Democrats still delaying decision on Benghazi panel

Maybe they’re not actually delaying the decision, but suffering from smoke inhalation after putting up a screen of attacks on Republicans for consolidating the Congressional investigations into a single select committee. Despite a fairly straightforward issue of whether it’s better to boycott the unified investigation into Benghazi as simply partisan nonsense or to participate in order to shape the outcome, Democratic leadership still can’t make up their minds about it:

It remains to be seen whether the House select committee to investigate the Benghazi will turn up any new information about the 2012 attacks that left four Americans dead. But with every day that passes it looks less and less likely the panel’s conclusions will be regarded as nonpartisan as Democrats and Republicans have spent the past week engaging in a fierce battle over which party is responsible for politicizing the tragedy.

Although the House formally approved the creation of the panel in a virtual party-line vote last Thursday (7 Democrats joined the entire Republican conference in voting for it), Democrats have yet to decide whether they will participate. On Friday, House Minority Leader Nancy Pelosi, D-Calif., said her members were divided: some feared participating in a “kangaroo court,” while others think it is important to have at least one Democrat on the committee to monitor what the Republicans are doing.

Pelosi’s office is negotiating with staff to House Speaker John Boehner, R-Ohio, to determine the conditions under which Democrats will participate. They are seeking Democratic input and concurrence on issuing subpoenas, decisions to depose witnesses, the release of any reports, documents or information by the committee, which was not guaranteed in a proposal offered by Boehner’s office Friday, they said.

“We’ve participated in all the other seven investigations. If it’s a fair, open and balanced process, absolutely [we will participate],” House Democratic Caucus Chairman Xavier Becerra, D-Calif., said on “Fox News Sunday.” “But we don’t want to see reckless, irresponsible handling of an affair that took the lives of four brave Americans.”

Well, that’s one way to put it. Most Democrats, though, have scoffed at the need to investigate the attack and its root causes at all. The latest talking point, that there have been seven investigations, is designed to make it sound like another investigation will do nothing but duplicate the others. That leaves unspoken the fact that the White House has repeatedly lied about releasing all of the documentation to Congressional committees, and that they still haven’t answered basic questions about what happened, why the US wasn’t prepared for a terrorist attack on the anniversary of 9/11, and why that facility was allowed to operate with substandard security while every other Western agency left town.

Committee chair Rep. Trey Gowdy (R-SC) pledged to keep partisan considerations out of the investigation:

Republican Rep. Trey Gowdy, the newly appointed Benghazi Select Committee chairman, vowed Sunday to keep politics and political fundraising out of his group’s fact-finding mission.

“The facts are neither Republican nor Democrat,” the South Carolina lawmaker told “Fox News Sunday.” “They’re facts.”

Gowdy, a former prosecutor, also dismissed the notion that he wants Democrats to boycott joining the committee.

“How does it benefit me when from Day One they’re excluded?” he asked. “I want this to transcend politics.”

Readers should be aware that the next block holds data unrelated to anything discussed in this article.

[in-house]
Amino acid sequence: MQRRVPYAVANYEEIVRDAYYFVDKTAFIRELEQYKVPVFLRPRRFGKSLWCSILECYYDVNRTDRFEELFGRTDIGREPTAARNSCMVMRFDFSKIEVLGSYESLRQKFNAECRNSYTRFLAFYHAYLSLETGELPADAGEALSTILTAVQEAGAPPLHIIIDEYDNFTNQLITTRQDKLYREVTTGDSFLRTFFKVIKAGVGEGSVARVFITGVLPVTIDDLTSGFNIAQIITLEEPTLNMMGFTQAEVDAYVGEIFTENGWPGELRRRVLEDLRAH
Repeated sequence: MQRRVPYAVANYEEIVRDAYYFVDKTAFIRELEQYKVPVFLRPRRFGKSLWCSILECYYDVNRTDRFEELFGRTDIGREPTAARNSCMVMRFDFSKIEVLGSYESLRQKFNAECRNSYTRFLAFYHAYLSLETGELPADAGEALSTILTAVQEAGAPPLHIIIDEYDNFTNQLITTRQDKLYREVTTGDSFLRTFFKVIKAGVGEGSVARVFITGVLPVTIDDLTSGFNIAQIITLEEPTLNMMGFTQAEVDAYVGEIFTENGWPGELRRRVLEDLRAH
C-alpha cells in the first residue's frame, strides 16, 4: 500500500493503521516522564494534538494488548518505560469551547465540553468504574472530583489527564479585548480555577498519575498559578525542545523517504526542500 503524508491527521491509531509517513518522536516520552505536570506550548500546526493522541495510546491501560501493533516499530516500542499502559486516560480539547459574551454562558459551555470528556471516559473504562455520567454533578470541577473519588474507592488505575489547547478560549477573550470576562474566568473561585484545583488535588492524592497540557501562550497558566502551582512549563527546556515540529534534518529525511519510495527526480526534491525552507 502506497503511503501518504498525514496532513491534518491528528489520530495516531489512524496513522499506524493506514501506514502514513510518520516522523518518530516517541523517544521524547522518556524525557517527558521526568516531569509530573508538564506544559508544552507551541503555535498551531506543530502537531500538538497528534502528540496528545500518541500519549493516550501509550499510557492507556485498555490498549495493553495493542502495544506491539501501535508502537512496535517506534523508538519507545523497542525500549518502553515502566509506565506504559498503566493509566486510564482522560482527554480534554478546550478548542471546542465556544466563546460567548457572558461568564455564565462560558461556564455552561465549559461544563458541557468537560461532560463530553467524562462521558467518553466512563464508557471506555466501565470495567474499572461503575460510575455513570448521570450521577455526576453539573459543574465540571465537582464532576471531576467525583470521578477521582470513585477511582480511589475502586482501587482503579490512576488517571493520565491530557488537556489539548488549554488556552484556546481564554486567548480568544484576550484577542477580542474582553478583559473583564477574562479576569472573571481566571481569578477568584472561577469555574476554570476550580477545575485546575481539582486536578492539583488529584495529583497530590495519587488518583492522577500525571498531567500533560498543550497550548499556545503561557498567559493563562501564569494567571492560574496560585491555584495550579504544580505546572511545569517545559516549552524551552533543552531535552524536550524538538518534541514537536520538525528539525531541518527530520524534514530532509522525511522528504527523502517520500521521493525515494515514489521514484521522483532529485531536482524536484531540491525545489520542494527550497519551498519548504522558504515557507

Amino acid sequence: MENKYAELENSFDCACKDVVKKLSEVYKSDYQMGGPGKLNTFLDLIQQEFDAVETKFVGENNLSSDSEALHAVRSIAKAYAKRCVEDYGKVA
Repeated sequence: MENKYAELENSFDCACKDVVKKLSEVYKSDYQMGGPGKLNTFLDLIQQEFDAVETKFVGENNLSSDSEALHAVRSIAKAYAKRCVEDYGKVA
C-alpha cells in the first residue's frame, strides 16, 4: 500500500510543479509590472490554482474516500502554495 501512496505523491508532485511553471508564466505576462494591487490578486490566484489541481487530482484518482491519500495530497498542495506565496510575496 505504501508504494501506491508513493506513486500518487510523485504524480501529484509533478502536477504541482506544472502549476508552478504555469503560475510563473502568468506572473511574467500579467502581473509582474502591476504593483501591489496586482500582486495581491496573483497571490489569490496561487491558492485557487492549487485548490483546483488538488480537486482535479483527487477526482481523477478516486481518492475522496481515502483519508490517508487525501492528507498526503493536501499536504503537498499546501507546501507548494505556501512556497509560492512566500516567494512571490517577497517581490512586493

CNN offered a quick take on the politics of boycotting the committee, and the consensus is that boycotting is “not even a serious option”:

“You can’t win the game if you’re not on the field,” said one commentator, and she’s right. A boycott in this instance would be self-satisfying for all of one or two news cycles. If Democrats want to compete for media attention past that on Benghazi, they have to participate. This is so stunningly obvious that it’s unclear why Democratic leadership hasn’t figured it out yet, and perhaps indicates why a leadership change should have been made after their loss in the previous midterm election of 2010.

Update: Salena Zito takes a walk through the history of the select committee in Congress, and finds that there has never been an even split between parties:

Until Congress established standing committees — the House in 1793, the Senate in 1816 — it largely worked through special and select committees.

The first session of Congress appointed more than 200 such panels. Since then, “tons” more have been impaneled, according to one Senate historian.

In the 20th century, select committees veered toward specific matters. Not all dealt with scandals or impeachments; subjects ranged from the seemingly mundane to the highly pressing: from a 10-year examination of the “production, transportation and marketing of wool,” initiated in 1935, to investigations of unemployment in the 1960s and the impact of technology in 2000.

Each time, the party controlling the House or Senate determined a committee’s partisan makeup.

“The idea that has been floated of an equal number of Republicans and Democrats is not going to happen” in the case of Benghazi, said Smock. Only “a few entities — minor commissions, etc.,” have had equal representation over two centuries, he noted.

The Senate’s select committee on Watergate in 1973 had four Democrats and three Republicans. A year later, the standing House Judiciary Committee, which voted articles of impeachment against President Richard Nixon over the Watergate scandal, had 21 Democrats and 17 Republicans.

Committees probing the Iran-Contra affair in 1987 were equally partisan: The House panel had nine Democrats and six Republicans; the Senate’s had six Democrats and five Republicans.